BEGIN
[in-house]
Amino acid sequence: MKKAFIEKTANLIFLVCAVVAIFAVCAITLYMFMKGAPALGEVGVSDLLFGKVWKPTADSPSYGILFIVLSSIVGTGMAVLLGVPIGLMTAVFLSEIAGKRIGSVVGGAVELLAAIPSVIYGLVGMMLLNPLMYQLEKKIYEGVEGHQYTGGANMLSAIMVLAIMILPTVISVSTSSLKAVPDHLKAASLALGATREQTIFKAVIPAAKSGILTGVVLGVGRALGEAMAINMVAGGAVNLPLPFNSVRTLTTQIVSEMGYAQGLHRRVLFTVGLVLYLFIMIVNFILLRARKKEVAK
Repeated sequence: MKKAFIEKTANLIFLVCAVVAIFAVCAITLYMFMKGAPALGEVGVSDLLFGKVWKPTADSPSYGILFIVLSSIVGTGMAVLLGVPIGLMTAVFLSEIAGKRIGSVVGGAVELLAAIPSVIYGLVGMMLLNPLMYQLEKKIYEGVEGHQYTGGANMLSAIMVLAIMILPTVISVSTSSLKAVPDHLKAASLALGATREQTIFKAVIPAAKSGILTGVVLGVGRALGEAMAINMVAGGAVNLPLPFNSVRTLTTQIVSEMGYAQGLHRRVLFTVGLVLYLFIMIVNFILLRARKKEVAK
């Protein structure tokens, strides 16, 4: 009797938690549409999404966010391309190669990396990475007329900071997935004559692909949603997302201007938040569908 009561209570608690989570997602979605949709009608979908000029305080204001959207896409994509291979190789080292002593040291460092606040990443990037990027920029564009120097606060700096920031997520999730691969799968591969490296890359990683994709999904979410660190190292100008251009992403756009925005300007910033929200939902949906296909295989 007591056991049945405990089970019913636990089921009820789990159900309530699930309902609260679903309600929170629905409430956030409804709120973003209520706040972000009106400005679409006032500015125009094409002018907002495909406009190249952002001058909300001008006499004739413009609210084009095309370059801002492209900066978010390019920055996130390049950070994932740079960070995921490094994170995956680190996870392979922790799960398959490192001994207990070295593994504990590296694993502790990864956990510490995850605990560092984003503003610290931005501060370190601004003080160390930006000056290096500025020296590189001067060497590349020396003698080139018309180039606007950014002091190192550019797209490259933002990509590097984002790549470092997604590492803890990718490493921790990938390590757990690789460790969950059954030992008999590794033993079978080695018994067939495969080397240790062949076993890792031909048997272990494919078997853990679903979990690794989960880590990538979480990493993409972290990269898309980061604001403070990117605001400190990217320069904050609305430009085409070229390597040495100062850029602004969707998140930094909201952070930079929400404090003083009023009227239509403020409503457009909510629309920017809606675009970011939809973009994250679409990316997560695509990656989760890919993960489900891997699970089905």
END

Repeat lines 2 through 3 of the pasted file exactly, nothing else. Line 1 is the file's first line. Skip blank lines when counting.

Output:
Amino acid sequence: MKKAFIEKTANLIFLVCAVVAIFAVCAITLYMFMKGAPALGEVGVSDLLFGKVWKPTADSPSYGILFIVLSSIVGTGMAVLLGVPIGLMTAVFLSEIAGKRIGSVVGGAVELLAAIPSVIYGLVGMMLLNPLMYQLEKKIYEGVEGHQYTGGANMLSAIMVLAIMILPTVISVSTSSLKAVPDHLKAASLALGATREQTIFKAVIPAAKSGILTGVVLGVGRALGEAMAINMVAGGAVNLPLPFNSVRTLTTQIVSEMGYAQGLHRRVLFTVGLVLYLFIMIVNFILLRARKKEVAK
Repeated sequence: MKKAFIEKTANLIFLVCAVVAIFAVCAITLYMFMKGAPALGEVGVSDLLFGKVWKPTADSPSYGILFIVLSSIVGTGMAVLLGVPIGLMTAVFLSEIAGKRIGSVVGGAVELLAAIPSVIYGLVGMMLLNPLMYQLEKKIYEGVEGHQYTGGANMLSAIMVLAIMILPTVISVSTSSLKAVPDHLKAASLALGATREQTIFKAVIPAAKSGILTGVVLGVGRALGEAMAINMVAGGAVNLPLPFNSVRTLTTQIVSEMGYAQGLHRRVLFTVGLVLYLFIMIVNFILLRARKKEVAK